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Lesson Transcript

Michael: Is the French alphabet the same as the English alphabet?
Aurore: And what are the differences?
Michael: At FrenchPod101.com, we hear these questions often. In the following situation, Philippine Petit, a kindergarten student, is studying the alphabet with her mum, Pauline Petit. She sees an unfamiliar letter and asks,
"Mommy, why is this ‘E’ weird?"
Philippine Petit: Maman, pourquoi le « Ë » est bizarre ?
Philippine Petit: Maman, pourquoi le « Ë » est bizarre ?
Pauline Petit: C'est un « E » avec un tréma.
Michael: Once more with the English translation.
Philippine Petit: Maman, pourquoi le « Ë » est bizarre ?
Michael: "Mommy, why is this ‘E’ weird?"
Pauline Petit: C'est un « E » avec un tréma.
Michael: "It's an E with a diaeresis."

Lesson focus

Michael: In this conversation, we hear Philippine Petit say,
Aurore: Maman, pourquoi le « Ë » est bizarre ?
Michael: which means, "Mommy, why is this ‘E’ weird?" The response is
Aurore: C'est un « E » avec un tréma,
Michael: which means, "It's an E with a diaeresis."
Michael: In this lesson, we’ll explore the French alphabet and how it may be similar to or different from the English alphabet.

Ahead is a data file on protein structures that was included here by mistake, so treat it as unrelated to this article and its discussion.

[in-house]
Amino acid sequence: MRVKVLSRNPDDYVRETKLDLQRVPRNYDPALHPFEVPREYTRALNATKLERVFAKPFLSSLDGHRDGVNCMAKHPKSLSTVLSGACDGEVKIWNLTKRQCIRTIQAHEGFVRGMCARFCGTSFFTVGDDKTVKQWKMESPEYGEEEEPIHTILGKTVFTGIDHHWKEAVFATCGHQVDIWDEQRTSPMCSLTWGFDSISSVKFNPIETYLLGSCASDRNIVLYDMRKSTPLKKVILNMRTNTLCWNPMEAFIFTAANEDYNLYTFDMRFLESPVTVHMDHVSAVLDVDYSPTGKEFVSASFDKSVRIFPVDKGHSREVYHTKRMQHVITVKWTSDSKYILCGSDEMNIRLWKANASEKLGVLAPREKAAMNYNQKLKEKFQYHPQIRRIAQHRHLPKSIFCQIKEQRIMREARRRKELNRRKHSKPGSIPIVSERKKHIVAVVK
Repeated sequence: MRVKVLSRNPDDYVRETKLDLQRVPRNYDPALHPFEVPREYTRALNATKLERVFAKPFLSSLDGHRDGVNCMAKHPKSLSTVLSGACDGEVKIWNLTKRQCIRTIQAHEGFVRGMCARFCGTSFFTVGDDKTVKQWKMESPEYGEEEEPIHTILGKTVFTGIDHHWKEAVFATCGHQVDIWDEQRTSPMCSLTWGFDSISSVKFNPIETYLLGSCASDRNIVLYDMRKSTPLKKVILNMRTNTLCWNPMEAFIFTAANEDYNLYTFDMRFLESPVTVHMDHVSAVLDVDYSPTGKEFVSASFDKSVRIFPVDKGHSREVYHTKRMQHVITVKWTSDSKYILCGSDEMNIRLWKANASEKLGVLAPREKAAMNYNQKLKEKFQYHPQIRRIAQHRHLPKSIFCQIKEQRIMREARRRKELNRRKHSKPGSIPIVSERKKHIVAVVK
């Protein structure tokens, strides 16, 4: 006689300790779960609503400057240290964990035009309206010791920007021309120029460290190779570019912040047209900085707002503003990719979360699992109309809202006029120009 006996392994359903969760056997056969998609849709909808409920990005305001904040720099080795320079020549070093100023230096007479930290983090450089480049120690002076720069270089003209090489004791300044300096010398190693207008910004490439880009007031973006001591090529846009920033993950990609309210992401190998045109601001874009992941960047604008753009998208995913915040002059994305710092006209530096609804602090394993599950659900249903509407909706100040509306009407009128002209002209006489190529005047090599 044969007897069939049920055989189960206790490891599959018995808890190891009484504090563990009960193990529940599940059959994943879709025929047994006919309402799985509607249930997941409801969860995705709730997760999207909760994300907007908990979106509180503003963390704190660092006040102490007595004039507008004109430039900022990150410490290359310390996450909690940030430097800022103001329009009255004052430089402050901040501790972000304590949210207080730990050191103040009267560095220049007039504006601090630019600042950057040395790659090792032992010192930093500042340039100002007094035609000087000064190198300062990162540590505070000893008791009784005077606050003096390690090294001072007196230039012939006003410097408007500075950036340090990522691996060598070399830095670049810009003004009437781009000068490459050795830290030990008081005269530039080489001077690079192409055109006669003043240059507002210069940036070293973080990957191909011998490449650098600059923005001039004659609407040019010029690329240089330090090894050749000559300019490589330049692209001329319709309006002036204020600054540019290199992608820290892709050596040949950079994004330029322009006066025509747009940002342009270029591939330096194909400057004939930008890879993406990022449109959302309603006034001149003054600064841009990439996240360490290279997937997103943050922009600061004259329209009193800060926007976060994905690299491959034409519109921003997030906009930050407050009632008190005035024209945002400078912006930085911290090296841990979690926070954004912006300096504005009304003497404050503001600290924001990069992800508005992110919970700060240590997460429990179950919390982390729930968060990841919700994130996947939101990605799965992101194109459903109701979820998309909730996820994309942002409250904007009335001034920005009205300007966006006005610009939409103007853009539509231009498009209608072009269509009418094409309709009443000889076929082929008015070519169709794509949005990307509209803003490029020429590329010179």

To begin, just like in English, the French alphabet is based on the Latin script and contains 26 letters. However, unlike in English, the French language also utilizes diacritics, or accent marks above and below letters. While in some languages, accent marks can simply dictate which syllable of a word to stress, the diacritics in French however can also change the sound of the letter itself. In French, the five diacritics are the circumflex, the acute accent, grave accent, diaeresis, and the cedilla, which appears as the letter
Aurore: ç.
Michael: The cedilla, like most accents, completely changes the pronunciation of a word. Take, for example, the word "this,"
Aurore: ça.
Michael: Without a cedilla, this word would sound like "case,"
Aurore: cas.
Michael: This is why accent marks are important in French, and why it’s essential that you learn how to use them and what they sound like! In addition, French also makes use of ligatures, which occur when two letters are fused together to form a singular sound. In French, this happens with the letters
Aurore: œ,
Michael: which is sometimes pronounced like a deep "eu," as in the plural form of "eggs"
Aurore: œufs,
Michael: or sometimes like the basic "eu" sound that is pronounced much more lightly, as in the singular form of "egg"
Aurore: œuf.
Michael: There’s also
Aurore: æ,
Michael: whose ligature is actually quite rare in French as you’ll only find it in Latin-derived words, and it is pronounced like
Aurore : é.
Michael: For example, you’ll find it in
Aurore: Curriculum vitæ.
Michael: In the dialogue, we hear
Aurore: Pauline Petit
Michael: explain the letter
Aurore: « Ë »
Aurore: C'est un « E » avec un tréma.
Michael: "It's an E with a diaeresis." We can think of the name
Aurore: Noël
Michael: that contains a diaeresis. The word for "school,"
Aurore: école,
Michael: includes the acute accent, whereas the word
Aurore: élève